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Photo: Dani Rendina

Food & Drink

A guide to Parisian patisserie perfection

Paris is always a good idea, especially during spring. So what better way to spend a trip to the city of lights than to let yourself be enlightened - and quite literally enlarged - by its longstanding tradition of patisseries. In true "let them eat cake" spirit, let this guide you to what and where to indulge Parisian pastry like royalty.

Photo: Boris Lumé

The croissant at Boris Lumé

This ubiquitous crescent pastry is as much of a French symbol as the Eiffel Tower, but as culinary legend goes, the croissant actually originated in Vienna. These days, croissants are found pretty much everywhere but alas not to equal quality. However, if you happen to find yourself wondering the bohemian hills of Montmartre look no further than to Boulanger Pâtisserie Boris Lumé for an authentic croissant without fault.

Pâtisserie Boris Lumé

48 rue Caulaincourt, 75018. Métro: Lamarck-Caulaincourt

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Open: Tuesday-Sunday 7:45am-8:30pm, Sunday 7:45am-7pm. Closed Monday

Photo: Cyril Lignac

The Kouign amann Amann at Cyril Lignac

Do you have more of a sweet tooth? Then try a Kouign Amann instead; a delicious pastry made from layers of butter and sugar, folded into pastry dough. This pastry originates from Brittany, France’s northwestern-most region (home to other French delicacies like the beloved crêpe). At Cyril Lignac it is executed to perfection, flawlessly turning the sugar into caramel through the baking. If this isn’t sweet enough for you, then you are in for an extra treat, as just across the street from the bakery Lignac has a dedicated chocolate café and shop.

La Pâtisserie Cyril Lignac Paul Bert

24 Rue Paul Bert, 75011. Métro: Charonne

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Open: Monday 7:00am-7:00pm, Tuesday-Sunday 7:00am-8:00pm

Photo: Shutterstock

The madeleine at Blé Sucré

Although widely praised in gastronomic publications, Blé Sucré and its madeleines have not yet reached the masses, unlike the Ladurée shops now found in every corner of the world. Let’s call it somewhat of a local secret still. Nevertheless, this unassuming neighborhood bakery happens to hold some unexpected world-class provenance. Before opening his own bakery, Fabrice Le Bourat was the pastry chef at the three-Michelin-starred restaurant Le Bristol. Le Bourat has kept the same high quality in his madeleines, but at a far more humble price. It is certain that what this bakery lacks in Instagrammable shop-front it unquestionably makes up for in taste and authenticity.

Blé Sucré

7 Rue Antoine Vollon, 75012. Métro: Ledru-Rollin

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Open: Tuesday-Saturday 7:00am-7:30pm, Sunday 7:00am-1:30pm. Closed Monday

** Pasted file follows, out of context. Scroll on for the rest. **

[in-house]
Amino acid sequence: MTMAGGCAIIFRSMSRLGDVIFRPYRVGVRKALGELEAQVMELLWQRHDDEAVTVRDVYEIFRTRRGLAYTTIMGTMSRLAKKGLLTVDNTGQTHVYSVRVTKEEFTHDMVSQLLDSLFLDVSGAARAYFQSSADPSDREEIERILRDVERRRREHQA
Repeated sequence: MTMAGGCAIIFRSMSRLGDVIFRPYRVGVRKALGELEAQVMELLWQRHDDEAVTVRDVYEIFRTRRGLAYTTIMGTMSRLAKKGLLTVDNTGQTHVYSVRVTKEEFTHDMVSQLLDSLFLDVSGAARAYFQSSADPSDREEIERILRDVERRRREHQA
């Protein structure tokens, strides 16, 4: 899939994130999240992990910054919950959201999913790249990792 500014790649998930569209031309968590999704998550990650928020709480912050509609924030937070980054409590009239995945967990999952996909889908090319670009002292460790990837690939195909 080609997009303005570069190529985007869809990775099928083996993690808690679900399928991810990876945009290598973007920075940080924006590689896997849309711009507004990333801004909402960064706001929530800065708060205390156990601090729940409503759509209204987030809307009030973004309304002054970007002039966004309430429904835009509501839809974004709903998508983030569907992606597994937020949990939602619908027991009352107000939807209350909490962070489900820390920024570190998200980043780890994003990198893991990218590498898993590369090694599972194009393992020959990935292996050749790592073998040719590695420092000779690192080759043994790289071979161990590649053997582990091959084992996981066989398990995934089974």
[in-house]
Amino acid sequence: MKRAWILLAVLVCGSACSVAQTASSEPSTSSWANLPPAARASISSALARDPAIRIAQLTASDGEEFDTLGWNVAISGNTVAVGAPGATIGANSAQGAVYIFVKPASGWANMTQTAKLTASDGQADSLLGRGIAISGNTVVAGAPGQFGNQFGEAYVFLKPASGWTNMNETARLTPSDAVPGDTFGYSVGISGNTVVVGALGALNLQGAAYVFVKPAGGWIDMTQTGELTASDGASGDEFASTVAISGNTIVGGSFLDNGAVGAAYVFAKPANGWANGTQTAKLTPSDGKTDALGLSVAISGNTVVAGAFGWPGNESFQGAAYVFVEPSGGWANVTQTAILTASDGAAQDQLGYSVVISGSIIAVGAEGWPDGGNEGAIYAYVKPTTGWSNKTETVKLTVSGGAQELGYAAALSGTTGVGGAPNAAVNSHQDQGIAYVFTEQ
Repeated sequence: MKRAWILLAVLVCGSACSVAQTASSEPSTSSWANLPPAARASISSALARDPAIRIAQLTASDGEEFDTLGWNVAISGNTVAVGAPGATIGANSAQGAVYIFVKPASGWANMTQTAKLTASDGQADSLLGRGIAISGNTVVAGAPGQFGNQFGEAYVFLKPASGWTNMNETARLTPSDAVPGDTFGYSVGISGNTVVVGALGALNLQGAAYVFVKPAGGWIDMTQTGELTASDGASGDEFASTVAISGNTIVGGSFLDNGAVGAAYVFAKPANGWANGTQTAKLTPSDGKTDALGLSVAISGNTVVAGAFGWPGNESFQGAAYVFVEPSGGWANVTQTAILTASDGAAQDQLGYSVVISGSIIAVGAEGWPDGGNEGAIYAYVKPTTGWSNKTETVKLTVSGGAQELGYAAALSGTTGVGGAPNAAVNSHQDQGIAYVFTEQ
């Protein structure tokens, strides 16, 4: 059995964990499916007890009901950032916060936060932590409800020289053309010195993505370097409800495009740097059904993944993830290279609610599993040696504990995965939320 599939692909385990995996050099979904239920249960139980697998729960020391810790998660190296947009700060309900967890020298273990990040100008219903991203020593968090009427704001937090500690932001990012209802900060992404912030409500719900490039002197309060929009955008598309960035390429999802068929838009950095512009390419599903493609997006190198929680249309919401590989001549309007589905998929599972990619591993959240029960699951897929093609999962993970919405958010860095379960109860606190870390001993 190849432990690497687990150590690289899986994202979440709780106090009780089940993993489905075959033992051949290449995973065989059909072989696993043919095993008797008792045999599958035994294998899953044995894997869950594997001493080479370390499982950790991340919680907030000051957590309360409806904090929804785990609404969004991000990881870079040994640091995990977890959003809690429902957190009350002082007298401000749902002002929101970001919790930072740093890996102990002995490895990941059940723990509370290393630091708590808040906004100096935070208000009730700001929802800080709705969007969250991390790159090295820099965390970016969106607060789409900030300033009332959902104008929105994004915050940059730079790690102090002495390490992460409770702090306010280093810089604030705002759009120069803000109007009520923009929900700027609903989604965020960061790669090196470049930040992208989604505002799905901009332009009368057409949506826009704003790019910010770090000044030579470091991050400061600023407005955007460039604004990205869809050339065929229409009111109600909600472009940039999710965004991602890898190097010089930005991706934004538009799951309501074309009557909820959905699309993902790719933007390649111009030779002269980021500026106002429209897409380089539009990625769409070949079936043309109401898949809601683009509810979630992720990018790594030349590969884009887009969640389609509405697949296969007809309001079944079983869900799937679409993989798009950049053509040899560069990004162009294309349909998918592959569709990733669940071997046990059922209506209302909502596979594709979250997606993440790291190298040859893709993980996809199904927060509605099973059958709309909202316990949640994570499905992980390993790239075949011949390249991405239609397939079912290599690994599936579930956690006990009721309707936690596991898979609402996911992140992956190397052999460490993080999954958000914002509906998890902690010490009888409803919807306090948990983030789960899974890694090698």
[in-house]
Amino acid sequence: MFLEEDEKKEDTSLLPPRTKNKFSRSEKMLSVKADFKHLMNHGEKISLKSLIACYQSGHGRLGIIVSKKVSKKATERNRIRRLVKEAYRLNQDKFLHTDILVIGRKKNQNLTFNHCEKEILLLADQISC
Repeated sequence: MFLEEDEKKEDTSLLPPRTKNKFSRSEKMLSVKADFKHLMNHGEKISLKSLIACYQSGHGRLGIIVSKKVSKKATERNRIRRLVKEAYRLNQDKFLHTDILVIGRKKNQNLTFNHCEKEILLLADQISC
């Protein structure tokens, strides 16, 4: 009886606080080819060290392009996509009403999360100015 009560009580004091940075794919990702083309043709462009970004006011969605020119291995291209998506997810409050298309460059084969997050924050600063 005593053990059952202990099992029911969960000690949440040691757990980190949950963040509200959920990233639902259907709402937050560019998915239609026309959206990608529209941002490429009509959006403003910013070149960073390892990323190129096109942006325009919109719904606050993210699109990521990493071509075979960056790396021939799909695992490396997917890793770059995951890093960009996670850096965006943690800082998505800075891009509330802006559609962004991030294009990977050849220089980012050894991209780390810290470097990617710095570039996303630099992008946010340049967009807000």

Photo: Du Pain et des Idées

The escargots at Du Pain et des Idées

International foodies flock here en masse, but Christophe Vasseur has still managed to keep his bakery a neighborhood fixture. At the top of the list here comes the filled escargots; reminiscent of the classic pain aux raisins, this flaky pastry dough is swirled into a disc with a creamy filling and baked to perfection. You will find them with fillings like red fruit and cream cheese, or pistachio. Do not be surprised if there is a long queue at this bakery, it moves quickly and is well worth the wait. It should be noted that this bakery is sadly not open on weekends. Make sure to grab your bag of pastry and cross the little bridge on the Canal St. Martin towards Ten Belle for a topnotch cup of coffee. Then stroll back to the border of the canal again to enjoy your breakfast like a true Parisian.

Du Pain et des Idées

34 Rue Yves Toudic, 75010. Métro: Jacques Bonsergent or République

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Open: Monday-Friday 7:00am-8:00pm. Closed weekends

Photo: Shutterstock

The Mogador macaron from Pierre Hermé

No guide of Parisian pastries would be complete without the mentioning of at least one macaron. The Mogador macaron from Pierre Hermé is one that balances sweet milk chocolate with sharp passion fruit, a guaranteed flavour explosion. Remember that even though macarons are popular gifts to bring back home, nothing really beats the taste of a freshly baked one, when the meringue based almond crust will still crisps between your teeth before reaching the creamy centre in a chewy mélange.

Pierre Hermé

72 Rue Bonaparte, 75006. Métro: Saint-Germain-Des-Prés

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Open: Sunday-Friday 10:00am-7:00pm, Saturday 10:00am-8:00pm

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